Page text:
Such a list of measures can be endless because the corrupt will always strive to find a way around. But the measures and principles mentioned here, if they can be implemented would significantly reduce corruption. The good news is that the Narendra Modi-led government at the Centre is already working on some of these fronts. The bad news is of inept people opposing their implementation and a corrupt Opposition trying to block every positive move that can reduce burdens of multiple compliances and neutralized corruption across a broad swath.
Before ending this article, I would like to emphasize that every corrupt transaction requires a ‘buyer’ and a ‘seller’. Furthermore, it might be the responsibility of the government to deal with corrupt civil servants, but we as individuals and businesspersons have the responsibility to expose such corrupt officials.
Furthermore, we should all strive to ensure that we don’t participate or promote corruption willingly or unwillingly, directly or indirectly. While such a statement may seem too lofty and idealistic, the fact is that only social peer pressure can help to change things. The power of social media cannot be underrated and the way stings have exposed the guilty is something unprecedented in the country.
As long as communities, villages, towns and cities bestow respect on those wallowing in ill-gotten wealth, no changes in law or system can make India a corruption-free country. Mind you, involvement of voters is essential, because, despite effective measures put in place to battle corruption, the lack of political commitment and resources, whether of a ruling party or its Opposition can seriously undermine all anti-corruption efforts.
When a move or measure is clearly against corruption and for the common good, political parties need to set aside their differences and join hands – or be exposed, and the electorate needs to take away the power of political miscreants. People are to shed their lust for pity perks offered by corrupt politicians during elections as they cripple the society and economy in the long-run. Finally, the corrupt have to be voted out from all levels, because without the electorate’s mandate against pro-corruption forces, removal of corruption will always remain beyond our reach.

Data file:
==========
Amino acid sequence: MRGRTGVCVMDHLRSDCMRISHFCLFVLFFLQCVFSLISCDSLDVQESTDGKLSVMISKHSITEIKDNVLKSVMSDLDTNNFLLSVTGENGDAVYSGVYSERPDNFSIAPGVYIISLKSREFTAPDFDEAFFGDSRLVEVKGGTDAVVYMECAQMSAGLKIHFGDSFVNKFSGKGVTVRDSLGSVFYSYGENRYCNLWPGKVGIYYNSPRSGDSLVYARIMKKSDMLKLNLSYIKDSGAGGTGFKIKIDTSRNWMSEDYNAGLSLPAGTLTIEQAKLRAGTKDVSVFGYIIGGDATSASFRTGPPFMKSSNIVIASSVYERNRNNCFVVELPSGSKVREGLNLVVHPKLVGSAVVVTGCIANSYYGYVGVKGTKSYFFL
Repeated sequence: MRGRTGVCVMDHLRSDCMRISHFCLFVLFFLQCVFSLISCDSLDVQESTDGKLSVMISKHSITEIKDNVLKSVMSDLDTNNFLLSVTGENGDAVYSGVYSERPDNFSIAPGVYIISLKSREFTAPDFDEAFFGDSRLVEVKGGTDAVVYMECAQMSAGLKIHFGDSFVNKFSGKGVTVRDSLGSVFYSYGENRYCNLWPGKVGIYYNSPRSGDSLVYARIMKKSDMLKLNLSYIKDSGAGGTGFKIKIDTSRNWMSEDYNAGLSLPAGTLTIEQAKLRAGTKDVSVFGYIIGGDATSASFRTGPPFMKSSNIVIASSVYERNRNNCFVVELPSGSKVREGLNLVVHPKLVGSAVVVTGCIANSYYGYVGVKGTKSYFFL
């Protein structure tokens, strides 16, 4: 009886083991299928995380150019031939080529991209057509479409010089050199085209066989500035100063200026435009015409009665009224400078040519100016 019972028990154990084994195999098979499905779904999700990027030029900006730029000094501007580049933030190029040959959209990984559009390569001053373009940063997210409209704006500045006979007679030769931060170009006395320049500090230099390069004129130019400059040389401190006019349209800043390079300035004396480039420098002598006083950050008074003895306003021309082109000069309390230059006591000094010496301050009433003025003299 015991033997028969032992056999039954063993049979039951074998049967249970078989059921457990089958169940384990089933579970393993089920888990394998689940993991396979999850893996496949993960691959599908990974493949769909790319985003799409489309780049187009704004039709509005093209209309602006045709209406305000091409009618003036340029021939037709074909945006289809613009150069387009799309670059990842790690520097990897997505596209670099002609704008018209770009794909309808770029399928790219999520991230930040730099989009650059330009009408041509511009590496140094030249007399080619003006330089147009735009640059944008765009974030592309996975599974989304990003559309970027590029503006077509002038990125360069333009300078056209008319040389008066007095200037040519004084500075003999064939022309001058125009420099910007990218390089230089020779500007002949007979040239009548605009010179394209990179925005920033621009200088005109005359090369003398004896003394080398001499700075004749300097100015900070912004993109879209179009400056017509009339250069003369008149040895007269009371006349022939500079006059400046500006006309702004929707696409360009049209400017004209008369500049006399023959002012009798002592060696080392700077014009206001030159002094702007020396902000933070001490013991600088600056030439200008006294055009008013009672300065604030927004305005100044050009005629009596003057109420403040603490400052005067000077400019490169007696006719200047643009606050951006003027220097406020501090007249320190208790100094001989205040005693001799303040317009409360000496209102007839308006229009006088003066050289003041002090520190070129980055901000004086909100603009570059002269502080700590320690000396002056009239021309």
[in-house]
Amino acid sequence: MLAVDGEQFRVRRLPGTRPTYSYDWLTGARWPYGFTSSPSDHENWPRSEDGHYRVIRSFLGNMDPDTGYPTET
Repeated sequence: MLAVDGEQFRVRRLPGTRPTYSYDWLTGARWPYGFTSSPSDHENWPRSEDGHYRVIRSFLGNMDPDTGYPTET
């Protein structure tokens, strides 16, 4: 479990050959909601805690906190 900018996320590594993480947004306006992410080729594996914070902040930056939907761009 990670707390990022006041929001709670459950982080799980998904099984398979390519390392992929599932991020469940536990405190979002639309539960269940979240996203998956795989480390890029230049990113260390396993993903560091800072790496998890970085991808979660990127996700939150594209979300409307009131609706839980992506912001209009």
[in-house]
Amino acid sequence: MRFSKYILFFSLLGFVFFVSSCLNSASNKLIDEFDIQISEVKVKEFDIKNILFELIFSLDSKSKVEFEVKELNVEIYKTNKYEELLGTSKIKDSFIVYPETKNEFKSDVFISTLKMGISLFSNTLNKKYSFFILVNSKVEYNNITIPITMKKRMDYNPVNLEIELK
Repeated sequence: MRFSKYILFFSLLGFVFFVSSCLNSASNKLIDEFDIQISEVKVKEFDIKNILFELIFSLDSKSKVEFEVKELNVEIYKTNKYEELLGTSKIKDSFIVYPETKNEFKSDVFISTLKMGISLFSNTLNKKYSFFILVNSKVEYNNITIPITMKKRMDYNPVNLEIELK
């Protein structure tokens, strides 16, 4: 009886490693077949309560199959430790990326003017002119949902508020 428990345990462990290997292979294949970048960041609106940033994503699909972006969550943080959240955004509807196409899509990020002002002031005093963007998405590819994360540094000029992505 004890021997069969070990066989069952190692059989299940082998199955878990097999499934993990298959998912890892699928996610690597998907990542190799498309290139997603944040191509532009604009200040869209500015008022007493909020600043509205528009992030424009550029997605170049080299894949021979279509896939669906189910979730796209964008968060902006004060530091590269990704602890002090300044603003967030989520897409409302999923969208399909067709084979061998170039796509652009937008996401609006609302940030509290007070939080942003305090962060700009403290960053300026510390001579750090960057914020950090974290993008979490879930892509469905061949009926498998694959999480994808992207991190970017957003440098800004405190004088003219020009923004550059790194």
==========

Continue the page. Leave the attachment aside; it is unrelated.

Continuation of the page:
After the positive response to demonetisation of high currency notes, backed by a thought that the PM is out to eradicate corruption and black money no matter how influential may be the person at the receiving end of this move, the public awaits amendment to law that allows anonymous donations to political parties if the amount is more than Rs. 20,000. Once debated, the opposition will have no other option than to clear this amendment since public sentiments are highly in favour of measures that cleanse the economy.
Finally, we should always remember that no party in power or no individual in authority can fight corruption without the help and support of the citizenry. To contain, curb, or eradicate corruption, we Indians should assert our rights. We should neither keep ourselves aloof nor fear the powers of systemic corruption. Furthermore, we should never assume the role of a neutral party in any fight against corruption as that would only empower the corrupt elements and may help corruption win the day.